Social Security trustees to Congress: Get moving
Americans just got the latest status update on the Social Security and Medicare trust funds. In their report, the funds' trustees made very clear and blunt recommendations:
"Both Social Security and Medicare face long-term financing shortfalls under currently scheduled benefits and financing. Lawmakers have a broad continuum of policy options that would close or reduce the long-term financing shortfall of both programs. The Trustees recommend that lawmakers take action sooner rather than later to address these shortfalls, so that a broader range of solutions can be considered and more time will be available to phase in changes while giving the public adequate time to prepare."
The report provides plenty of facts and figures that illustrate the challenges facing these programs.
Over the course of Social Security's 80-year history, it has collected roughly $19 trillion in payroll taxes and other revenue, and it has paid out $16.1 trillion in benefits and other expenses. This leaves asset reserves of more than $2.8 trillion at the end of 2015 to help pay for future benefits.
There are actually two separate trust funds -- one for old age and survivor income (OASI) and one for disability income (DI) -- but the trustees have traditionally focused on the financial status of the hypothetically combined funds (OASDI). The trustees project that the combined trust fund will be depleted in 2034, the same year that their 2015 report projected.
According to current law, if the trust fund is depleted, benefits must be reduced to the level that could be supported by payroll taxes paid by workers at that time, which would equal approximately 79 percent of scheduled benefits.
While the projected depletion date generates scary headlines, it's important to remember that benefits paid to retirees wouldn't fall to zero at that time. In aggregate, retirees would receive a haircut of about 21 percent of scheduled benefits. That's certainly not good news, but retirees won't be wiped out entirely as the scaremongers imply.
Social Security's long-term deficit is 2.66 percent of taxable payroll, which is the estimated value of a combination of tax increases and benefit constraints that could close the system's long-term deficit. While the dollar amounts of the shortfall are in the billions and trillions of dollars, the percentages seem small: 2.66 percent of payroll is less than 3 cents on the dollar.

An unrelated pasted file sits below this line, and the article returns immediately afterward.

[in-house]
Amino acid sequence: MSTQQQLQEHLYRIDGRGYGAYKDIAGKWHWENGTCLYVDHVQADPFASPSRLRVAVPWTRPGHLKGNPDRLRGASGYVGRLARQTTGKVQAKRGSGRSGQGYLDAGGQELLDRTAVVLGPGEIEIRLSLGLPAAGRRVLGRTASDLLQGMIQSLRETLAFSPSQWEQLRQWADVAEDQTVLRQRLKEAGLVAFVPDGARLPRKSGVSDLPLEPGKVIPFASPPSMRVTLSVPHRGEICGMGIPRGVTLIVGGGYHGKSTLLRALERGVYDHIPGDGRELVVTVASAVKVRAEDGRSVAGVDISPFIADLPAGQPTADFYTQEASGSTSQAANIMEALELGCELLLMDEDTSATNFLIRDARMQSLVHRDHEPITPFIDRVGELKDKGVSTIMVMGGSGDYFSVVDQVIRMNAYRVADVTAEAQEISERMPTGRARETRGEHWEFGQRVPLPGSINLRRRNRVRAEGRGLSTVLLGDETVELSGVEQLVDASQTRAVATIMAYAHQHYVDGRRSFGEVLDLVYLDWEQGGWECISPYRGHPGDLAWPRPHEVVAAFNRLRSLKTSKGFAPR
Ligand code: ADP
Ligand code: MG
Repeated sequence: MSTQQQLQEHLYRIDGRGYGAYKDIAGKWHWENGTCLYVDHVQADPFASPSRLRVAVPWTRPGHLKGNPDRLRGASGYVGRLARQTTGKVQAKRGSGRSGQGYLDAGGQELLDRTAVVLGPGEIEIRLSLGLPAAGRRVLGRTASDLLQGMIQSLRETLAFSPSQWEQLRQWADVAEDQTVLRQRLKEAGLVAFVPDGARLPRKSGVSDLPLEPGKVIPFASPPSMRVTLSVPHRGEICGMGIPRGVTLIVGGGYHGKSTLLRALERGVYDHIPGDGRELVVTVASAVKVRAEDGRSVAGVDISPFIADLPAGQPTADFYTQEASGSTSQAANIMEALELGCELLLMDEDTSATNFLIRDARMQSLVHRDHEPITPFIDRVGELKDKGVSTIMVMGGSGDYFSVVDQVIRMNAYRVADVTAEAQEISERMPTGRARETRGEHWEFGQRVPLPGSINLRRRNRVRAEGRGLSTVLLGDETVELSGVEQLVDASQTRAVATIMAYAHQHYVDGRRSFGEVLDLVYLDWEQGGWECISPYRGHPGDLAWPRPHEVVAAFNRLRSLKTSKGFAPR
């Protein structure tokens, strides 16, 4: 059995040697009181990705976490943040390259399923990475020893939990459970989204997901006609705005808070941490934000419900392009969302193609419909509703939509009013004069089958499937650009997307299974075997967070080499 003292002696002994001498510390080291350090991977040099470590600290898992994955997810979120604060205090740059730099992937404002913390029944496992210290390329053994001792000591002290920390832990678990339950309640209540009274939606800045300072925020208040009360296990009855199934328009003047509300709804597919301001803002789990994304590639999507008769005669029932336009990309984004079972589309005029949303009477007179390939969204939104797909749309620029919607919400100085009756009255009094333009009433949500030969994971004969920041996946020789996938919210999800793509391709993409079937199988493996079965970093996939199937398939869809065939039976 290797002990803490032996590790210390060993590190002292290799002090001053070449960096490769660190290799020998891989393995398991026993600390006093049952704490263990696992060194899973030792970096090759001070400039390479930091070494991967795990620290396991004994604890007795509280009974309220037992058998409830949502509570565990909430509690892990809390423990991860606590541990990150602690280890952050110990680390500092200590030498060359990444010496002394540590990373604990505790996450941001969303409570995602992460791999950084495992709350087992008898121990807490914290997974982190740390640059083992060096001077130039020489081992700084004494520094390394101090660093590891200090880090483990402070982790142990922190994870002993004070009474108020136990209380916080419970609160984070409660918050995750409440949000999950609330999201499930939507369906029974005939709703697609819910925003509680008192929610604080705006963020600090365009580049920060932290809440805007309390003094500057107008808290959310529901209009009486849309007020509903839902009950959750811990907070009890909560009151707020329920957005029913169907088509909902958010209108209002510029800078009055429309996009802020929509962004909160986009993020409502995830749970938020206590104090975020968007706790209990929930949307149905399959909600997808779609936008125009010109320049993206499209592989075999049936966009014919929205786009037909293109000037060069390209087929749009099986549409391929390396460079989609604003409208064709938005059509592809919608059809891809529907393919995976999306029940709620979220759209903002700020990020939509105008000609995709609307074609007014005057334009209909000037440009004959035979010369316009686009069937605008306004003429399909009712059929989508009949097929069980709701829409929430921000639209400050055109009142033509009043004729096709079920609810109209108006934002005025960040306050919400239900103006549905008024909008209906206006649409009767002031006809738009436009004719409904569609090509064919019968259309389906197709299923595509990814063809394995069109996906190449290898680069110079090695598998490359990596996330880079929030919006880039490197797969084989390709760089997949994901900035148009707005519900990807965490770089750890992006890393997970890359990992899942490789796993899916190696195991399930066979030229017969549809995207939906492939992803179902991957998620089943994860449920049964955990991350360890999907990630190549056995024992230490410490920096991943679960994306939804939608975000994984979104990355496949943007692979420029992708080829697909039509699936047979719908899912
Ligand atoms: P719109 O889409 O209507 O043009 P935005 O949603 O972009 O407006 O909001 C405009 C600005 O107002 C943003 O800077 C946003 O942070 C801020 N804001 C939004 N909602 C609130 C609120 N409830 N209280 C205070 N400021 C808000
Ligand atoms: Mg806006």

Social Security's costs represent 5 percent of U.S. GDP in 2015, rising to 6 percent by 2035 and fluctuates around that number until 2090.
Another key date for the Social Security program is 2020, when the program's income from payroll taxes and interest income from the trust fund falls short of projected benefits to be paid to out. At that time, the principal from the trust fund would need to be withdrawn to help pay for benefits.
The Medicare program also has two separate trust funds: the Hospital Insurance (HI) trust fund, which pays for in-patient hospital expenses, and the Supplementary Medical Insurance (SMI) trust fund, which pays for outpatient expenses, including physicians, home health, prescription drugs and other services.
The trustees project that HI will be depleted in 2028, two years earlier than projected in the 2015 report. At that time, revenues will be sufficient to pay for 87 percent of in-patient costs. The HI program's long-term deficit is 0.73 percent of taxable payroll, or less than 1 cent on the dollar.
The trustees project adequate funding indefinitely for both Medicare Part B (which pays doctors' bills and other outpatient expenses) and Part D (which pays for prescription drugs) that are paid from the SMI fund.
That's because current law provides financing from general government revenues and premiums paid by beneficiaries. General government revenues pay for roughly three-quarters of these costs, with premiums covering most of the remainder. Both government revenues and premiums can be adjusted to pay for cost increases. The aging population and rising health care costs cause projected costs to increase from 2.1 percent of GDP in 2015 to approximately 3.5 percent in 2037.
The trustees estimate that the combined cost of the Social Security and Medicare programs will be equal to 8.6 percent of GDP in 2016. They project that this cost will increase to 11.5 percent by 2035 and to 12.1 percent by 2090, mostly attributable to Medicare.
The report also estimates the future costs of the Social Security and Medicare programs that aren't covered by dedicated payroll tax revenues. In 2016, this cost was a little over 2 percent of GDP, with SMI benefits the largest component by far. By 2040, this cost will be a little over 4 percent of GDP, with a growing portion attributed to the OASDI program.
This represents the future costs of the Social Security and Medicare programs that will need to be supported by some combination of new taxes or new government borrowing, assuming the current schedule of benefits remains. If Congress enacts future benefit constraints, it would reduce these additional costs.
While the dollar numbers involved with the Social Security and Medicare programs seem gigantic, the cost percentages indicate it's reasonable that a combination of revenue increases and benefit constraints can put these valuable programs on a sound financial footing.
As the trustees make clear, lawmakers have a broad range of feasible policy options to consider. The question is: Can they put aside their partisan differences and develop compromise solutions to save these popular and essential programs?
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